Attractions saw 55 per cent slump in revenue in 2020 due to Covid-19 pandemic
England’s attractions suffered a 65 per cent year-on-year fall in visitor numbers in 2020 due to the Covid-19 pandemic.
Attractions also saw a 55 per cent slump in revenue due to site closures associated with lockdowns and opening restrictions, coupled with the decrease in inbound and domestic tourism in 2020.
The figures were revealed by VisitEngland’s Annual Visitor Attractions Survey for 2020.
Museums, art galleries, historic properties and places of worship suffered the biggest fall in visitors.
Outdoor attractions such as country parks, zoos and gardens showed the smallest decreases.
Topping the list of most visited paid-for attractions was Royal Botanic Gardens, Kew, with 1.2 million visitors. This is the first time a garden has taken the top spot. Kew was followed by Chester Zoo and RHS Garden Wisley.
The Tower of London, which had ranked first since 2009, saw an 85 per cent drop in visitors, dropping to 10th place.
Indoor attractions suffered a 76 per cent decline in admissions, while outdoor attractions saw a 43% fall in visitor numbers.
Indoor attractions were hardest hit due to lockdown restrictions and “people being more reluctant to visit indoor attractions”.
Tate Modern was the most visited free attraction in England with 1.4 million visitors, a 77 per cent fall on 2019, followed by the Natural History Museum with 1.3 million visitors (a 76 per cent fall), and the British Museum with 1.28 million visitors (an 80 per cent drop).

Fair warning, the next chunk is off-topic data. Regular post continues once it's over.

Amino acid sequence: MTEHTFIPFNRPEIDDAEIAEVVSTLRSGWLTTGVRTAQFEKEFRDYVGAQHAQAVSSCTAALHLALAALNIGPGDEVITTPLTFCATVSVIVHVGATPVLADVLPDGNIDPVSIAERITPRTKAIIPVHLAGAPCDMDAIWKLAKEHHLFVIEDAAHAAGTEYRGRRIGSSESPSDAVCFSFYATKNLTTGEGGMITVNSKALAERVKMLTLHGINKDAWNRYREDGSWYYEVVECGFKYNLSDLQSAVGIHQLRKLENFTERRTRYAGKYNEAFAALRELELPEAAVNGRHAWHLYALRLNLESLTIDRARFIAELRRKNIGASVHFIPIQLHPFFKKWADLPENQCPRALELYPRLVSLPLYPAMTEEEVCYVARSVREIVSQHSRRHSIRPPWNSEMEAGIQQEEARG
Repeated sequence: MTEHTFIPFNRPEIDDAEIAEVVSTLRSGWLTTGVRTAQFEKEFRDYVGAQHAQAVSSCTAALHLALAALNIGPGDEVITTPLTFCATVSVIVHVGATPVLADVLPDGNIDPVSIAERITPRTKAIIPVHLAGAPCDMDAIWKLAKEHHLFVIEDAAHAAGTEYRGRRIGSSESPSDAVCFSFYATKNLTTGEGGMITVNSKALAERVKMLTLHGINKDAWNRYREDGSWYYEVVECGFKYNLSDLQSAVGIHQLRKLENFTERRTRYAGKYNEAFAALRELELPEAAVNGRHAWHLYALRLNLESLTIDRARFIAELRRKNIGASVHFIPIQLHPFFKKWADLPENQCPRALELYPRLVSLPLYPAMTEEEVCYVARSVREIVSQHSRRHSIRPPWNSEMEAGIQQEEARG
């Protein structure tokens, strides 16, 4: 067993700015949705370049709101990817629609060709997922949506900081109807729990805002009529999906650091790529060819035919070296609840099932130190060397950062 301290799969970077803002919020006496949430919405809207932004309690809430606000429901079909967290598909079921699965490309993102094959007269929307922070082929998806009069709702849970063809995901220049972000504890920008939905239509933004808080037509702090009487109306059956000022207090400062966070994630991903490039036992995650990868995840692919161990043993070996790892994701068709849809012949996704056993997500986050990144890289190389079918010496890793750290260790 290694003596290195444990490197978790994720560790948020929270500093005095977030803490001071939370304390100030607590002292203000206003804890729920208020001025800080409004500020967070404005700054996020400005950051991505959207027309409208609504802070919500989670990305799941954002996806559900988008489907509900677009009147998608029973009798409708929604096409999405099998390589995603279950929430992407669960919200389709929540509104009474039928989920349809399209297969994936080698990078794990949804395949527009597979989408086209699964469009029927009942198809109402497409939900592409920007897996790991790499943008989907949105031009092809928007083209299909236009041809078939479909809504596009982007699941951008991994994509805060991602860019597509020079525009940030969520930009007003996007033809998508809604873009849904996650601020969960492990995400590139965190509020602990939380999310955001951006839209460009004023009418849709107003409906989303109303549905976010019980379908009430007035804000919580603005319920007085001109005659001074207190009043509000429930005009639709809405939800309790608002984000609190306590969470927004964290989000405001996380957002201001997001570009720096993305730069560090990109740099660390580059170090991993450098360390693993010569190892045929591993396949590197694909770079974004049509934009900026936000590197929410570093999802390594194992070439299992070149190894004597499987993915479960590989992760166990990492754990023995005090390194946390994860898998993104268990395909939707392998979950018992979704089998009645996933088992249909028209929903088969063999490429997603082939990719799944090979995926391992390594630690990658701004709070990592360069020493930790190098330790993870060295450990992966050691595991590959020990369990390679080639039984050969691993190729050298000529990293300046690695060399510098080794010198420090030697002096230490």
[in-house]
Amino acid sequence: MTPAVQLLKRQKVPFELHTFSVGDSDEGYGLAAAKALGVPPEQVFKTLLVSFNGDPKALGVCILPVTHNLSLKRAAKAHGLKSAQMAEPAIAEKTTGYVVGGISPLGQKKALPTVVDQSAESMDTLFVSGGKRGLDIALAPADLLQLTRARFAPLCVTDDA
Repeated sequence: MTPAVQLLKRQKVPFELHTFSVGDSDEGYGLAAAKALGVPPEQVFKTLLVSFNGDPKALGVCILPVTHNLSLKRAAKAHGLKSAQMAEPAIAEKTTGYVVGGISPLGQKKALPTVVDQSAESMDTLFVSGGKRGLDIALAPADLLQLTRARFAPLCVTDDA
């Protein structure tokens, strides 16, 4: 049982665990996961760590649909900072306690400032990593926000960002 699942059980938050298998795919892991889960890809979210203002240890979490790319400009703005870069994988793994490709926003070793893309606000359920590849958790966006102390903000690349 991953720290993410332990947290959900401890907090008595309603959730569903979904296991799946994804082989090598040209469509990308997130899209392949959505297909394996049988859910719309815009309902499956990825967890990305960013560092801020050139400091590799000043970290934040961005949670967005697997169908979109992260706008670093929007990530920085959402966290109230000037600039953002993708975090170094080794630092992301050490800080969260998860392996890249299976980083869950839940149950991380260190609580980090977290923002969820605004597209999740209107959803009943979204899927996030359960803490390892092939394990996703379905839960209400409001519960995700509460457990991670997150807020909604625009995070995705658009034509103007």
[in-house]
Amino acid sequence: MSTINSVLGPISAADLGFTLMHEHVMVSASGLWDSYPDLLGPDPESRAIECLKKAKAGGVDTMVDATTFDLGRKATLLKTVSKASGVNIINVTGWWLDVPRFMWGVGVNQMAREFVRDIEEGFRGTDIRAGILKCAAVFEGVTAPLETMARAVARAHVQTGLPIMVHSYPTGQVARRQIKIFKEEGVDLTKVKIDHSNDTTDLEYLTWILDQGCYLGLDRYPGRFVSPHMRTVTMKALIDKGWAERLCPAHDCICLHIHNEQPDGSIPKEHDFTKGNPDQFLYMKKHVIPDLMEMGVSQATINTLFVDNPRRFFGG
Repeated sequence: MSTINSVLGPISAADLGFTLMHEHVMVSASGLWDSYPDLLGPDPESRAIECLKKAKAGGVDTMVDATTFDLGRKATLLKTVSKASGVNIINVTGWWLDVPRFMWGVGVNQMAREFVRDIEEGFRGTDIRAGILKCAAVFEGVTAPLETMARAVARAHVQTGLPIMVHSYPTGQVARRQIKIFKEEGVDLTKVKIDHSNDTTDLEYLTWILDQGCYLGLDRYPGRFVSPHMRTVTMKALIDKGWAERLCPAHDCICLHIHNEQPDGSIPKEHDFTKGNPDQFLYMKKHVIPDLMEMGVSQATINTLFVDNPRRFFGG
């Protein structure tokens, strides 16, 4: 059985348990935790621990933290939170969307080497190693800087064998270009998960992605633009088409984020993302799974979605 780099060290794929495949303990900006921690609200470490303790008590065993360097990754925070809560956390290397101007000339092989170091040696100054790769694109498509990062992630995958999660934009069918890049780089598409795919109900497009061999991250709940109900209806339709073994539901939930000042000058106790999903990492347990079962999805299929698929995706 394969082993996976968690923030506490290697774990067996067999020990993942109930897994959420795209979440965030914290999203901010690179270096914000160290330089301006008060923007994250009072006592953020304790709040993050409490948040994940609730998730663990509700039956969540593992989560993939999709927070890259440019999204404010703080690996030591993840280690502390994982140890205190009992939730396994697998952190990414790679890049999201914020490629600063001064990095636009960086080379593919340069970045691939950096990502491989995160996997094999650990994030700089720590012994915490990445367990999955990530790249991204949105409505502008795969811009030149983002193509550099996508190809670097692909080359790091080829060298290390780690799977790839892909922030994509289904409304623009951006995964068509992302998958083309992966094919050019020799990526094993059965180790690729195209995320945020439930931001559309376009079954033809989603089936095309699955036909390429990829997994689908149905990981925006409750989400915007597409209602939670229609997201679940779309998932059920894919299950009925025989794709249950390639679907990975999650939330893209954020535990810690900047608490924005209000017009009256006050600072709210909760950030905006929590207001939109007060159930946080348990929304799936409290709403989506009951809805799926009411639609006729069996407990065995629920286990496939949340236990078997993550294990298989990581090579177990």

The survey showed the devastating impact on attractions caused by a 93 per cent drop in overseas visitors compared to 2019.
London attractions were hit hardest by the pandemic with a 77 per cent decline in visitor numbers due in part to “lower confidence in using public transport”.
Attractions in the North East and North West averaged larger declines associated with local lockdowns, while the East of England saw the lowest.
The tourism agency’s recent ‘Escape the Everyday – Enjoy the UK this Summer’ campaign has sought to drive domestic day trips and overnight breaks, as well as boost consumer confidence.
Tourism minister Nigel Huddleston said: “I know what a challenging year it’s been for our brilliant tourism, leisure and hospitality sectors. Tourism is one of our country’s greatest assets, driving our economy and delivering jobs across our communities.”
He added: “That’s why we’ve provided an unprecedented £25 billion in support, including through grants, the furlough scheme and tax breaks. There are so many wonderful attractions to visit in our towns and cities and it’s great to see VisitEngland’s Escape the Everyday campaign championing these opportunities as we build back better.”
VisitEngland director Andrew Stokes said: “These statistics are a stark demonstration of the impact on England’s visitor attractions which, even when they began to reopen last summer, had to operate with much reduced capacity before further lockdowns. It also underscores the importance of international visitors especially to our city attractions.
“The findings echo our consumer sentiment research which has consistently shown a preference for outdoor visitor attractions highlighting that there is still a job to do to boost confidence in visiting city and indoor attractions.
“Our world-class attractions are crucial to our tourism offer, boosting local economies across England and they need all of us to make sure they bounce back. From our world-renowned museums, galleries, castles and historic houses to our rural, wildlife and outdoor attractions, this is the year to take a new look at what is here on our doorstep.”